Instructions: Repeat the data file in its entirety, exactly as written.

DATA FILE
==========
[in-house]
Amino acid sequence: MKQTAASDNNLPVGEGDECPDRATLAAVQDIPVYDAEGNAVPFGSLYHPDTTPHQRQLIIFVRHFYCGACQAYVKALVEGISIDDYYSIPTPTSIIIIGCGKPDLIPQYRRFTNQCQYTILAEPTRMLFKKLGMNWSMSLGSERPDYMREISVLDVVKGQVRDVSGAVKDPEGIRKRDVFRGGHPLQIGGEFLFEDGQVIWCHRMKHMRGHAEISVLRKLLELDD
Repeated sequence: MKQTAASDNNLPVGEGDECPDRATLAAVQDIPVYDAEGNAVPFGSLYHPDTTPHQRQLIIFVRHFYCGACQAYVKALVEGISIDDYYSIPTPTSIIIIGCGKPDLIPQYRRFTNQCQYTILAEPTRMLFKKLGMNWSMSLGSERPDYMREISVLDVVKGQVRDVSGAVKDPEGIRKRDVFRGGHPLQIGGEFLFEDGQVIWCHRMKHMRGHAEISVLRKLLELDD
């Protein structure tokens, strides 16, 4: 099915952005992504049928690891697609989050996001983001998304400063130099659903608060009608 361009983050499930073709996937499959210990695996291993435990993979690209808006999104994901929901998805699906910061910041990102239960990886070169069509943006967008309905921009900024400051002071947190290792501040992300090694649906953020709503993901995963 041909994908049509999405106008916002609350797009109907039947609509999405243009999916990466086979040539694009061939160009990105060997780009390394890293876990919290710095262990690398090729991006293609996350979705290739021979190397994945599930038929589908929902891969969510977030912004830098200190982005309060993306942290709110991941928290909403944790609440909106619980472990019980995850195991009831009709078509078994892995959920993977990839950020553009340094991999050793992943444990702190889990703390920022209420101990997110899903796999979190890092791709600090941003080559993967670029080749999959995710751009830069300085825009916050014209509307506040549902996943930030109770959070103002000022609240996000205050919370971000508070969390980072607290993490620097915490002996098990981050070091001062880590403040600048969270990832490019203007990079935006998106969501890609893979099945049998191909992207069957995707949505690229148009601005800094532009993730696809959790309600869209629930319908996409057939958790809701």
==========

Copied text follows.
[in-house]
Amino acid sequence: MKQTAASDNNLPVGEGDECPDRATLAAVQDIPVYDAEGNAVPFGSLYHPDTTPHQRQLIIFVRHFYCGACQAYVKALVEGISIDDYYSIPTPTSIIIIGCGKPDLIPQYRRFTNQCQYTILAEPTRMLFKKLGMNWSMSLGSERPDYMREISVLDVVKGQVRDVSGAVKDPEGIRKRDVFRGGHPLQIGGEFLFEDGQVIWCHRMKHMRGHAEISVLRKLLELDD
Repeated sequence: MKQTAASDNNLPVGEGDECPDRATLAAVQDIPVYDAEGNAVPFGSLYHPDTTPHQRQLIIFVRHFYCGACQAYVKALVEGISIDDYYSIPTPTSIIIIGCGKPDLIPQYRRFTNQCQYTILAEPTRMLFKKLGMNWSMSLGSERPDYMREISVLDVVKGQVRDVSGAVKDPEGIRKRDVFRGGHPLQIGGEFLFEDGQVIWCHRMKHMRGHAEISVLRKLLELDD
């Protein structure tokens, strides 16, 4: 099915952005992504049928690891697609989050996001983001998304400063130099659903608060009608 361009983050499930073709996937499959210990695996291993435990993979690209808006999104994901929901998805699906910061910041990102239960990886070169069509943006967008309905921009900024400051002071947190290792501040992300090694649906953020709503993901995963 041909994908049509999405106008916002609350797009109907039947609509999405243009999916990466086979040539694009061939160009990105060997780009390394890293876990919290710095262990690398090729991006293609996350979705290739021979190397994945599930038929589908929902891969969510977030912004830098200190982005309060993306942290709110991941928290909403944790609440909106619980472990019980995850195991009831009709078509078994892995959920993977990839950020553009340094991999050793992943444990702190889990703390920022209420101990997110899903796999979190890092791709600090941003080559993967670029080749999959995710751009830069300085825009916050014209509307506040549902996943930030109770959070103002000022609240996000205050919370971000508070969390980072607290993490620097915490002996098990981050070091001062880590403040600048969270990832490019203007990079935006998106969501890609893979099945049998191909992207069957995707949505690229148009601005800094532009993730696809959790309600869209629930319908996409057939958790809701």